The digitisation of services, entertainment and media has accelerated in 2015, undermining established business models and throwing up policy challenges in a process coined 'digital disruption'.

11 December 2015

Image  an event of people holding up their phones and capturing a concert.


We have kept a close eye on developments affecting our portfolio and presents the following reflections from 2015. We look at how two key communications trends have influenced a change in consumer behaviour.

Stream-for-free vs Pay-per-view—Periscope enters the market

Live video streaming apps were the big development in the mobile space in 2015. Meerkat and the Twitter-owned Periscope exploded onto the scene, giving users the ability to live stream from their mobile device to their Twitter and Facebook followers. There are clear corporate uses for this technology which has been embraced by business and government for stakeholder communications.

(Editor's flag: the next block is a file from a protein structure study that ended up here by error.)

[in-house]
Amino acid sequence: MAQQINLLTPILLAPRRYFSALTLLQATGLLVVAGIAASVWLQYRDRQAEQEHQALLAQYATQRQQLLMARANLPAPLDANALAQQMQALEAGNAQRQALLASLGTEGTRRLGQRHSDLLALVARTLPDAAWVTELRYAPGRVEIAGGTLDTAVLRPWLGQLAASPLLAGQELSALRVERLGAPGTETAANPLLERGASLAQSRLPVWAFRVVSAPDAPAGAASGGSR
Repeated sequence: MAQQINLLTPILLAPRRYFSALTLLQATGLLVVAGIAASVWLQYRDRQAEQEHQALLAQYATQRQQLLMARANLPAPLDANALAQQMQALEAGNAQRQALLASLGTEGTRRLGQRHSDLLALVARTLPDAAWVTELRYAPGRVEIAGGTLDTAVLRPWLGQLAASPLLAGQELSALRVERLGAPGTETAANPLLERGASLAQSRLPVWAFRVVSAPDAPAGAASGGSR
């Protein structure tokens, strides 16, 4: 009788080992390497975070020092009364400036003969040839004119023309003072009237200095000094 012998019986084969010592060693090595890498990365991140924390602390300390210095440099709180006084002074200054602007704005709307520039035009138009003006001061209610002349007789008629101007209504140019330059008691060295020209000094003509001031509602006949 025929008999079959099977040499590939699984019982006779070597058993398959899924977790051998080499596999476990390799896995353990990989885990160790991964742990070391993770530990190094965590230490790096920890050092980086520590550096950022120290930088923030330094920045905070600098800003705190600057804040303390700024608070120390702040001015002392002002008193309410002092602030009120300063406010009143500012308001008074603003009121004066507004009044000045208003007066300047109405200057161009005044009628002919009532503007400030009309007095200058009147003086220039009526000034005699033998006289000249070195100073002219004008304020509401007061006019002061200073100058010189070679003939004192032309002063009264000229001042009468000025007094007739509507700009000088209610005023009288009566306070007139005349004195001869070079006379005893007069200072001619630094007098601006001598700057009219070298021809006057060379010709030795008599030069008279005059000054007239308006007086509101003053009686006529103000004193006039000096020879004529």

Like most digital technologies—it hasn't taken long to throw up policy challenges. The ability to live stream from anywhere at any time allows users to stream events that an audience would otherwise need to pay to see. The use of Periscope and Meerkat to potentially undermine commercial broadcasting agreements was perhaps no better exemplified than through the Floyd Mayweather vs Manny Pacquiao pay-per-view boxing match, in which the media dubbed Periscope the winner.

SVOD services make their STANd and Presto! A new way to get flix off the net

By the end of March 2015, a market that was relatively untapped in Australia suddenly blossomed with subscription video on demand (SVOD) providers Netflix, Stan, Presto and Quickflix all vying for audience attention.

Australians have embraced these new services with the Department's Bureau of Communications Research (BCR) finding that following the launch of Netflix, peering traffic through IX Australia jumped fifty per cent from four gigabytes per second to eight gigabytes per second. BCR modelling predicts that data consumption through fixed line networks in Australia will continue to accelerate. Recent research from the Australian Communications and Media Authority reported that while free-to-air and subscription television continues to dominate Australians' content viewing, this year 34 per cent of Australian adults also watched online television or online professionally-produced video content in a given week.